Chap06-Solution1
5 Pages

Chap06-Solution1

Course Number: PHYS 213, Spring 2008

College/University: Kansas State University

Word Count: 1705

Rating:

Document Preview

Chap.6 HW1 Questions v horizontal fS 1. In three experiments, three different horizontal force F forces are applied to the same block lying on the same countertop. The force magnitudes are F1 = 12 N, F2 = 8 N, and F3 = 4 N. In each experiment, the block remains stationary in spite of the applied force. Rank the forces according to (a) the magnitude fs of the static frictional force on the block from the countertop...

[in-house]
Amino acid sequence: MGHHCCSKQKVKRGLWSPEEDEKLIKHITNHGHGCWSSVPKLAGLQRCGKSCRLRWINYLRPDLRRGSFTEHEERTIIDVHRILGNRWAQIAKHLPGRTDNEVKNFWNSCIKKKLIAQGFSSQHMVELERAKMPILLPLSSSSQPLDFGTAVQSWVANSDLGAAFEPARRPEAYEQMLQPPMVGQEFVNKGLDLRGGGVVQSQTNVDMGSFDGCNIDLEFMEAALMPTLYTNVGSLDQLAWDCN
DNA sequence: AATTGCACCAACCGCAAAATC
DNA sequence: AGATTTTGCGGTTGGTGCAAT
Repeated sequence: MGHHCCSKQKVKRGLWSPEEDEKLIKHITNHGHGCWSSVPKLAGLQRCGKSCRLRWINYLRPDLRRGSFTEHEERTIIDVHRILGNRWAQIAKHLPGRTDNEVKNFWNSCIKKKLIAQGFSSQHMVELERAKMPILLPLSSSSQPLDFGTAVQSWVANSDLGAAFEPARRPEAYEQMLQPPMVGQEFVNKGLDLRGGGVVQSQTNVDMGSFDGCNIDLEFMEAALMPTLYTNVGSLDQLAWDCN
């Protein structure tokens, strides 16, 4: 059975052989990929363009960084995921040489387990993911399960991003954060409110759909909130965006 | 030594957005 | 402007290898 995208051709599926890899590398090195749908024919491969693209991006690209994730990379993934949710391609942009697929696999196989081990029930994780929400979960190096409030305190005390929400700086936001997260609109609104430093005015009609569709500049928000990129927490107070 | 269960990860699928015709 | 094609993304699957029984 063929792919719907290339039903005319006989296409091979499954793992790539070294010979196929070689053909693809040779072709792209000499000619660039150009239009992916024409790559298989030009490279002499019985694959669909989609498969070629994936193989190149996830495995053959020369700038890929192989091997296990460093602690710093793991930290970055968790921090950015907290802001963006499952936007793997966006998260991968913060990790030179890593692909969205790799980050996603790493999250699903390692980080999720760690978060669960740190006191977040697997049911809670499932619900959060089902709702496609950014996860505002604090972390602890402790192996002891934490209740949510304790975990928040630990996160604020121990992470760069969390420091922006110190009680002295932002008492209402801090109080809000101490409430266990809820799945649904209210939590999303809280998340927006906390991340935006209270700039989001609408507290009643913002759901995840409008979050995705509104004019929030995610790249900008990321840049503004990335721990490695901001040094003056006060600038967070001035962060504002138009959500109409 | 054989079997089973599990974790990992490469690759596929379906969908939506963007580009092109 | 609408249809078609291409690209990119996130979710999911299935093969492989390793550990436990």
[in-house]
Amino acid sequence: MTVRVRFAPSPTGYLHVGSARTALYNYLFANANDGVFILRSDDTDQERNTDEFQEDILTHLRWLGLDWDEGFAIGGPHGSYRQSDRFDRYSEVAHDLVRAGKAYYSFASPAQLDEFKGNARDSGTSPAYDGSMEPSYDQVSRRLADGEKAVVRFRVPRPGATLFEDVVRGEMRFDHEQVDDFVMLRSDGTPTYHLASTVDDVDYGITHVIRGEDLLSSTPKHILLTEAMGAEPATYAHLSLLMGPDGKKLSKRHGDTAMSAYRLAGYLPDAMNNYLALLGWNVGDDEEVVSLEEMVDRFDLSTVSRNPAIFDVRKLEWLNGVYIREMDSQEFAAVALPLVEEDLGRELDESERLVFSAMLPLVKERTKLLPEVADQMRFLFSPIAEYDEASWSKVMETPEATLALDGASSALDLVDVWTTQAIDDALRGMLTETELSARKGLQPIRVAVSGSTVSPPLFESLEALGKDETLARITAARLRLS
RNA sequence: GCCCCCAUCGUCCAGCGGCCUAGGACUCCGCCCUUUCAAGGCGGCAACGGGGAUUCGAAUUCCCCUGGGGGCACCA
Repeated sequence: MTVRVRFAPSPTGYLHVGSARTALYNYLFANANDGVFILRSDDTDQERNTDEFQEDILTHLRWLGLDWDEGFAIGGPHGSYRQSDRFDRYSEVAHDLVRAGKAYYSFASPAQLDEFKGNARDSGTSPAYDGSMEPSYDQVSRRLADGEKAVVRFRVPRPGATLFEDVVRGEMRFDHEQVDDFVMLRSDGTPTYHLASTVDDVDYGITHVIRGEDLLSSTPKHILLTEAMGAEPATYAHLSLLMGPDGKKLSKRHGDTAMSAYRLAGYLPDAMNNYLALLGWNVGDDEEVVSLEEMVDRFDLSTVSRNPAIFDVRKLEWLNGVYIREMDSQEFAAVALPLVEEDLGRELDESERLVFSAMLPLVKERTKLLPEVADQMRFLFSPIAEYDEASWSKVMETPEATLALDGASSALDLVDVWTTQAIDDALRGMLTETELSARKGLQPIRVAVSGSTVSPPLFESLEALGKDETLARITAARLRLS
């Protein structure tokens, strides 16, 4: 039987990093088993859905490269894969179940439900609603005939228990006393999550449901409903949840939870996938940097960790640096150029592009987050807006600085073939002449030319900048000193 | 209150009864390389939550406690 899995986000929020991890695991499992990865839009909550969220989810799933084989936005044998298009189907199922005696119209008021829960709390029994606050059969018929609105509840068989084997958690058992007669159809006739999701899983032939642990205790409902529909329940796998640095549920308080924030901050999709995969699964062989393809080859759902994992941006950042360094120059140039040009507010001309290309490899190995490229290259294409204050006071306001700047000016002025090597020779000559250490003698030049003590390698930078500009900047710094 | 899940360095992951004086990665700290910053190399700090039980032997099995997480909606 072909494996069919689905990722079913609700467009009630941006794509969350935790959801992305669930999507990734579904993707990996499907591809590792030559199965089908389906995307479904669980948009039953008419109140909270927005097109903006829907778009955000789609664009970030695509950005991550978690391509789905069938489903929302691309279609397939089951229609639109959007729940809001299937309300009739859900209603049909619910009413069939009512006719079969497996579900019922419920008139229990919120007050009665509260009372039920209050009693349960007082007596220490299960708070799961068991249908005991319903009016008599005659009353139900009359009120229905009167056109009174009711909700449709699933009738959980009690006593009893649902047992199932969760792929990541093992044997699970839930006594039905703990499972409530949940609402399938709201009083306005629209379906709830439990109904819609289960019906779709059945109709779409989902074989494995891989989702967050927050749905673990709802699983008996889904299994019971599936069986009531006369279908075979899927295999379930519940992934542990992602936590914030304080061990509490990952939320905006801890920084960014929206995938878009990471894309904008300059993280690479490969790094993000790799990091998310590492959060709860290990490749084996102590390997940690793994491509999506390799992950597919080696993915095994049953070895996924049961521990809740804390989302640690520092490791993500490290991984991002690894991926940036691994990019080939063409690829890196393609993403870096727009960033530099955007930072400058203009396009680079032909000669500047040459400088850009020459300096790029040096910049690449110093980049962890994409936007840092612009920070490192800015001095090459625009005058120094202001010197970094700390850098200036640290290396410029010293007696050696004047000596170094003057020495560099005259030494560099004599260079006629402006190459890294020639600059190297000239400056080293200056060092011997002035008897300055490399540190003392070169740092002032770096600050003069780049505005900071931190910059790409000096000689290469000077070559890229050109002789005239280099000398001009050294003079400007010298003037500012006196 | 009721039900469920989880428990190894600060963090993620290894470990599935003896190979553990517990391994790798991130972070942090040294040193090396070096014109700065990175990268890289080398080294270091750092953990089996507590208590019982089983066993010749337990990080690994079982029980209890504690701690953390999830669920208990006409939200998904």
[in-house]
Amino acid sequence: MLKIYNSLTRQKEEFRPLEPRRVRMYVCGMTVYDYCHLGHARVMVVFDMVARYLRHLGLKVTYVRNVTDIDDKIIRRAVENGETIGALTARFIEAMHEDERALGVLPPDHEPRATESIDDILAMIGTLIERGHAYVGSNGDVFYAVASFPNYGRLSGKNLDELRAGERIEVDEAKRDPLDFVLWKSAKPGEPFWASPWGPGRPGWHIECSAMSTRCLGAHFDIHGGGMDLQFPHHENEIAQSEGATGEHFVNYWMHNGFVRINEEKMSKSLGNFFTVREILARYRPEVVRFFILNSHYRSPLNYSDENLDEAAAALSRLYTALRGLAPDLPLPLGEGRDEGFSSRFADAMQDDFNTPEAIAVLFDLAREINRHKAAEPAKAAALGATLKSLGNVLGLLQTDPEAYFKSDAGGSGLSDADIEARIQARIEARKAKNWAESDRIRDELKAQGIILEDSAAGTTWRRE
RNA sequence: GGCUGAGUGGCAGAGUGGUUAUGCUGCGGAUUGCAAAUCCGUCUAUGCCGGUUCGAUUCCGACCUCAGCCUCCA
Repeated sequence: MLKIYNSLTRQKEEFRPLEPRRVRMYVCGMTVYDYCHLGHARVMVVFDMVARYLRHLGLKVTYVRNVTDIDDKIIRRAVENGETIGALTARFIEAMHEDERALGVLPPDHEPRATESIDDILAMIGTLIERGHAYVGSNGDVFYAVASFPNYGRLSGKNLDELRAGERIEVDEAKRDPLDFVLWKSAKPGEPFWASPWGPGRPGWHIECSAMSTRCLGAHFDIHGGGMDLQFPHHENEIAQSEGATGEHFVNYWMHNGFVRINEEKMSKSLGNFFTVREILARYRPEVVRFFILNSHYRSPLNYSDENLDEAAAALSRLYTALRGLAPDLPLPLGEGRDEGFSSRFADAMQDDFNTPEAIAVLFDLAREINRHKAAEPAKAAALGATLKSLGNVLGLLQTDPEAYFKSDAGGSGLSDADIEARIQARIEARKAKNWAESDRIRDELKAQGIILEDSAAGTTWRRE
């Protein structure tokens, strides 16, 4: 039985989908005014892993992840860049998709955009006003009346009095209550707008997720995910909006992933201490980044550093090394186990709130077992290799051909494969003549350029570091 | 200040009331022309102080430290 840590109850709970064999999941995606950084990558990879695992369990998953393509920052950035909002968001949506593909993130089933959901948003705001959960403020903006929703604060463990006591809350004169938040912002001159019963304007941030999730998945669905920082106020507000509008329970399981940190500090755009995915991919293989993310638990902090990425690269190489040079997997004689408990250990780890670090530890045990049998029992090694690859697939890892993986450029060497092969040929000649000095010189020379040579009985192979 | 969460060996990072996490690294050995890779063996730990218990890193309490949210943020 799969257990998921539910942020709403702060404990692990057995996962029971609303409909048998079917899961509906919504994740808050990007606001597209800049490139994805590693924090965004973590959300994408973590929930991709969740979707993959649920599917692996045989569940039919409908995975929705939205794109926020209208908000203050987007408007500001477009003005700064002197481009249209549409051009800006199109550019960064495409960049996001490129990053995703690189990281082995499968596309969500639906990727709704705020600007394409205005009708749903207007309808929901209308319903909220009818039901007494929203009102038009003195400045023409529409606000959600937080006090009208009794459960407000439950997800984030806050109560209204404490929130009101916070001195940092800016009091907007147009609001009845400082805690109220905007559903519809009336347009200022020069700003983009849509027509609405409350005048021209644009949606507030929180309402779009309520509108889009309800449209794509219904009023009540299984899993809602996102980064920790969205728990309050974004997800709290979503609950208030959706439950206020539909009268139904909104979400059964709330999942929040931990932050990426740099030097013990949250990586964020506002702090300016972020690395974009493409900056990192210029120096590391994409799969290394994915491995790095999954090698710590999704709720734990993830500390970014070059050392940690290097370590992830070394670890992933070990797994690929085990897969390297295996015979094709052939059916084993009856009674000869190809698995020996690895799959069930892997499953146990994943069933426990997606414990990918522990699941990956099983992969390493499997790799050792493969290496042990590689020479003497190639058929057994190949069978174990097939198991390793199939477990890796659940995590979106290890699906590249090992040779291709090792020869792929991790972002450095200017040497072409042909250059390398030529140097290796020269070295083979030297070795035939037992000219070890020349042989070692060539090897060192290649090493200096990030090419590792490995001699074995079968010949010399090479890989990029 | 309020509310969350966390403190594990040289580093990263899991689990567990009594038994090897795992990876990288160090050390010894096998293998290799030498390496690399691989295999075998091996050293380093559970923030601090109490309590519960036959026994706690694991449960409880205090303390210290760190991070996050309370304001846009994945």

Unformatted Document Excerpt
Coursehero >> Kansas >> Kansas State University >> PHYS 213

Course Hero has millions of student submitted documents similar to the one
below including study guides, practice problems, reference materials, practice exams, textbook help and tutor support.

Course Hero has millions of student submitted documents similar to the one below including study guides, practice problems, reference materials, practice exams, textbook help and tutor support.